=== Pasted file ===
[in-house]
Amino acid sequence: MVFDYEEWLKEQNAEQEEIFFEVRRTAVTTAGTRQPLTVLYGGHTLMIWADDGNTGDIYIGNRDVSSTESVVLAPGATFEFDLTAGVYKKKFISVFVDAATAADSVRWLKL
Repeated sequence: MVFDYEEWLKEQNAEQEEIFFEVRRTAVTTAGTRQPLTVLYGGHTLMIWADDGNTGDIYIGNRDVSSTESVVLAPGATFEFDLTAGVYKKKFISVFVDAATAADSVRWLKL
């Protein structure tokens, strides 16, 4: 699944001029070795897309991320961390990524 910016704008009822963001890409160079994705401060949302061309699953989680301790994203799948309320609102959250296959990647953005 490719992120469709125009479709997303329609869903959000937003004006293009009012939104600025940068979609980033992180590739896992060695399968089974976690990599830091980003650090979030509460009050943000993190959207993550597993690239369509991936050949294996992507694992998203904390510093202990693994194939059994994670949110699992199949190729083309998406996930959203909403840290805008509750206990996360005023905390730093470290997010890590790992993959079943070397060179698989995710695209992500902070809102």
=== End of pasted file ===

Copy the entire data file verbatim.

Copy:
[in-house]
Amino acid sequence: MVFDYEEWLKEQNAEQEEIFFEVRRTAVTTAGTRQPLTVLYGGHTLMIWADDGNTGDIYIGNRDVSSTESVVLAPGATFEFDLTAGVYKKKFISVFVDAATAADSVRWLKL
Repeated sequence: MVFDYEEWLKEQNAEQEEIFFEVRRTAVTTAGTRQPLTVLYGGHTLMIWADDGNTGDIYIGNRDVSSTESVVLAPGATFEFDLTAGVYKKKFISVFVDAATAADSVRWLKL
């Protein structure tokens, strides 16, 4: 699944001029070795897309991320961390990524 910016704008009822963001890409160079994705401060949302061309699953989680301790994203799948309320609102959250296959990647953005 490719992120469709125009479709997303329609869903959000937003004006293009009012939104600025940068979609980033992180590739896992060695399968089974976690990599830091980003650090979030509460009050943000993190959207993550597993690239369509991936050949294996992507694992998203904390510093202990693994194939059994994670949110699992199949190729083309998406996930959203909403840290805008509750206990996360005023905390730093470290997010890590790992993959079943070397060179698989995710695209992500902070809102």